Elizabeth Jane Corbett

writing her way home

Tag: cwrs haf

Blog five – a matter of false information

Those who know me and can be bothered counting, may have noticed this is my fifth visit to the UK in the last ten years. You may also have observed that now and again (cough) I like to talk about the place. I mention the walks I’ve been on in Wales, the beachside amusement arccades, pubs which allow dogs (very civilised) the way people eat mushy peas with their fish and chips (maybe not so civilised) and how the Brits have a tendency to strip down to their Y fronts whenever the sun peeks out from behind a cloud (need I comment?). What you may not realise, is that I may have been guilty of giving you false information.

The misinformation, has its origins three years ago when, one Sunday, during my month long Welsh language Summer School, I decided to walk from Borth to Aberystwyth. It was a warm, blue sky, day, with only a whisper of cloud. I meandered along the Ceredigion Coastal Park, taking in the heather covered hillsides and spectacular sea views. Just short of Aberystwyth, I stopped for a drink at the cafe attached to the local caravan park. Having spent a number of summer holidays in Aussie Caravan parks, I enjoyed seeing how the Brits (largely from the Midlands judging by their accents) did the summer holiday thing. No, sun smart campaign, judging from the lobster-coloured backs of the children paddling on the beach. No trees for shade, or sun shelters and some of the caravans had two doors. Oh, my! How quaint! Semi-detached caravans!

Roll forward three years, and you will find me a little further along the coast with a group of Welsh speaking friends looking out over a different caravan park. The day wasn’t quite as sunny and, if I’m honest, it was a tad more windy (like blowing a force ten gale). As I sat shivering on the walls of Harlech Castle, I fell to making random summer holiday observations:

‘We don’t have castles in Australia so … this is not a normal summer holiday activity for me (nor the chattering teeth). Do many people stay in tents? Those semi-detached caravans you have are quaint.’

Silence. Four sets of eyes turned on me. ‘Semi-detached caravans?

‘Yes. I’ve seen them, near Aberystwyth.’

‘Really? I’ve never seen one.’ One by one, they all agreed.

Now at this point, I probably should have backed down. Four born and bred, British people, one who has an onsite caravan in a Welsh caravan park were telling me there was no such thing as a semi-detached caravan. What other evidence did I need? But here’s the thing about me. As well as telling tales of Brits sunbathing in their Y fronts, I may also have mentioned the semi-detached caravans a few times. Okay, so more than a few – and I was pretty damn sure they existed. I mean, why else would a caravan have two doors?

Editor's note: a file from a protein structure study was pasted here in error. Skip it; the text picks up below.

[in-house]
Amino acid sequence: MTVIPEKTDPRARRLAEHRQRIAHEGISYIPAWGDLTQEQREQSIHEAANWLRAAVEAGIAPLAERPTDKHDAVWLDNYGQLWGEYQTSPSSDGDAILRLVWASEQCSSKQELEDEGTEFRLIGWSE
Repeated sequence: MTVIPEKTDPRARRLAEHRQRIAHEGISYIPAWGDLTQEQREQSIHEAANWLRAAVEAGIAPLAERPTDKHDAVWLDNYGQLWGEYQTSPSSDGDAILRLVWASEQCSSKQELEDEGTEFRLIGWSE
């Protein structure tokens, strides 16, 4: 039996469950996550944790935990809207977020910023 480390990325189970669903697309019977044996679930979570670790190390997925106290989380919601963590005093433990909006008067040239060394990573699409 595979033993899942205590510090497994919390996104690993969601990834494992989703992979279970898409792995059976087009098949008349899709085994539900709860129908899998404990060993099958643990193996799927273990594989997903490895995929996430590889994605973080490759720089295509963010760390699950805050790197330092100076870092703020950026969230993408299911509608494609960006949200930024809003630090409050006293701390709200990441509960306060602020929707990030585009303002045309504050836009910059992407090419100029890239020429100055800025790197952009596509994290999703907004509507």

Our holiday finished without further reference to the great two door caravan fib. But back in Corris, I could not let the matter rest. I knew the Corris Caravan park wasn’t far away. I set off, camera in hand, to gather evidence. Imagine my delight when I came upon this scene.

I immediately sent a Facebook message to my friends.

‘Tystiolaeth!’ (Evidence)

‘Efallai’ (maybe)? The friend with the onsite caravan wrote. ‘Neu jyst carafan dau ddrws’ (or just a two door caravan).

No need to tell you what I thought of that idea. Who would be potty enough to make a caravan with two doors. Another friend messaged that she would best visiting the seaside town of Aberdyfi later in the week. She would do some research. I decided to join her This was too important a matter to leave to prejudiced minds.

We set off after dark, two middle aged women sneaking round a sleepy caravan park. Fortunately, we were in west Wales, where the crime rate is quite low, or we may have been arrested. Especially when we started circling two door caravans and peering through windows.

‘This one only has one storage box,’ my friend said.

I had to admit she was right.

‘And one number plate.’

Right again.

‘And look this one only has a name.’

I looked at the caravan in question. Number two, Seaspray, and there was only one storage box. I had to admit the evidence was stacking up against me. But what to do? How to tell my Aussie friends that a glorious West Wales holiday in a semi-detached caravan was no longer a possibility? And what about all my other stories. Maybe those men weren’t wearing Y fronts after all?

I’m not sure where all this doubt would have lead too, if not for the quiet persistence of my friend with the onsite caravan. Quite apart from our nighttime escapades, he’d been conducting his own quiet research. It’s called the World Wide Web, in case your interested. Far more sensible than creeping around caravan parks at night. Here’s the picture he sent me.

There may not be semi-detached caravans in modern Britain but once upon a time they did exist. In fact, if enough people make enquiries about semi-detached caravan holidays in West Wales we might be able to bring them back again. Meanwhile, I’m conducting another branch of research. Can someone please tell me why some British caravans have two doors?


Cwrs Haf – Prifysgol Aberystwyth

Ar y dechrau o Cwrs Haf, ro’n i’n meddwl baswn i’n ysgrifennu bob dydd – at the beginning of Summer School I thought I would blog every day. Pam lai? Ro’n i’n meddwl. Bydd llawer o amser sbar gyda fi – why not? I thought. I’ll have plenty of spare time.